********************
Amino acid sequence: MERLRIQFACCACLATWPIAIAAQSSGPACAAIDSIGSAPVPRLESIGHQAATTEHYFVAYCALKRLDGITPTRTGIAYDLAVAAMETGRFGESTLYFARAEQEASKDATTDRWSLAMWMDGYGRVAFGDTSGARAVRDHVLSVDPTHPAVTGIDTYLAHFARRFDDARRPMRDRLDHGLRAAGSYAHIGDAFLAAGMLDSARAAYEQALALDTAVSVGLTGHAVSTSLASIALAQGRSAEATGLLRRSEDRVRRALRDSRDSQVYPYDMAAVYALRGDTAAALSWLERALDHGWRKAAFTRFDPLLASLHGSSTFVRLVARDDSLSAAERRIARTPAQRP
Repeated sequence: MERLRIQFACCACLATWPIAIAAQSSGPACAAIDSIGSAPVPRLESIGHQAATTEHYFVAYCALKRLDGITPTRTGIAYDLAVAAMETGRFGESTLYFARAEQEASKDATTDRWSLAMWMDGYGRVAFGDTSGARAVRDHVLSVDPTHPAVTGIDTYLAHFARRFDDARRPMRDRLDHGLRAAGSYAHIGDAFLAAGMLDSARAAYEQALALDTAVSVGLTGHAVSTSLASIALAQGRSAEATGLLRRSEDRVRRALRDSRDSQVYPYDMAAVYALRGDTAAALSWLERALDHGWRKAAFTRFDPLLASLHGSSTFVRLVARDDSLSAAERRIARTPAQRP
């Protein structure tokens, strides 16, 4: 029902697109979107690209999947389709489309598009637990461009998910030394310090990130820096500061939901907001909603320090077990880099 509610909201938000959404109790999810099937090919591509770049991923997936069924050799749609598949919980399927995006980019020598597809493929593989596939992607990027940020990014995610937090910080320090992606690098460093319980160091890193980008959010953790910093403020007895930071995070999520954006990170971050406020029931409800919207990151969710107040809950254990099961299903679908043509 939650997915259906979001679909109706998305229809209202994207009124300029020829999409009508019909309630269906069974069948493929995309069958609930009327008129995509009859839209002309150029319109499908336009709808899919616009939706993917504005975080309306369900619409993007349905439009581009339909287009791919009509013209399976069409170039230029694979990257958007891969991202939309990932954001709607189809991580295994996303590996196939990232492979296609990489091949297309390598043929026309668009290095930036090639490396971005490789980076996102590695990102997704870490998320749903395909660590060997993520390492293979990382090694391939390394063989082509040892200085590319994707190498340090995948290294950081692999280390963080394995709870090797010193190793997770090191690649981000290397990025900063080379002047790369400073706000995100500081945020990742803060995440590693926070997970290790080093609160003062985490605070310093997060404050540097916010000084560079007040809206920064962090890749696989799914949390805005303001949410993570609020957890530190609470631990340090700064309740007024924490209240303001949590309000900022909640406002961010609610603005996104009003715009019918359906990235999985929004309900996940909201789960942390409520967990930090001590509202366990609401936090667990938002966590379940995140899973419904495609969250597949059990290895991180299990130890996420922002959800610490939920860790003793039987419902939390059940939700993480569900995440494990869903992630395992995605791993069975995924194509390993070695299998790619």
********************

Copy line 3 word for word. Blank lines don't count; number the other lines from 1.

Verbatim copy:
């Protein structure tokens, strides 16, 4: 029902697109979107690209999947389709489309598009637990461009998910030394310090990130820096500061939901907001909603320090077990880099 509610909201938000959404109790999810099937090919591509770049991923997936069924050799749609598949919980399927995006980019020598597809493929593989596939992607990027940020990014995610937090910080320090992606690098460093319980160091890193980008959010953790910093403020007895930071995070999520954006990170971050406020029931409800919207990151969710107040809950254990099961299903679908043509 939650997915259906979001679909109706998305229809209202994207009124300029020829999409009508019909309630269906069974069948493929995309069958609930009327008129995509009859839209002309150029319109499908336009709808899919616009939706993917504005975080309306369900619409993007349905439009581009339909287009791919009509013209399976069409170039230029694979990257958007891969991202939309990932954001709607189809991580295994996303590996196939990232492979296609990489091949297309390598043929026309668009290095930036090639490396971005490789980076996102590695990102997704870490998320749903395909660590060997993520390492293979990382090694391939390394063989082509040892200085590319994707190498340090995948290294950081692999280390963080394995709870090797010193190793997770090191690649981000290397990025900063080379002047790369400073706000995100500081945020990742803060995440590693926070997970290790080093609160003062985490605070310093997060404050540097916010000084560079007040809206920064962090890749696989799914949390805005303001949410993570609020957890530190609470631990340090700064309740007024924490209240303001949590309000900022909640406002961010609610603005996104009003715009019918359906990235999985929004309900996940909201789960942390409520967990930090001590509202366990609401936090667990938002966590379940995140899973419904495609969250597949059990290895991180299990130890996420922002959800610490939920860790003793039987419902939390059940939700993480569900995440494990869903992630395992995605791993069975995924194509390993070695299998790619």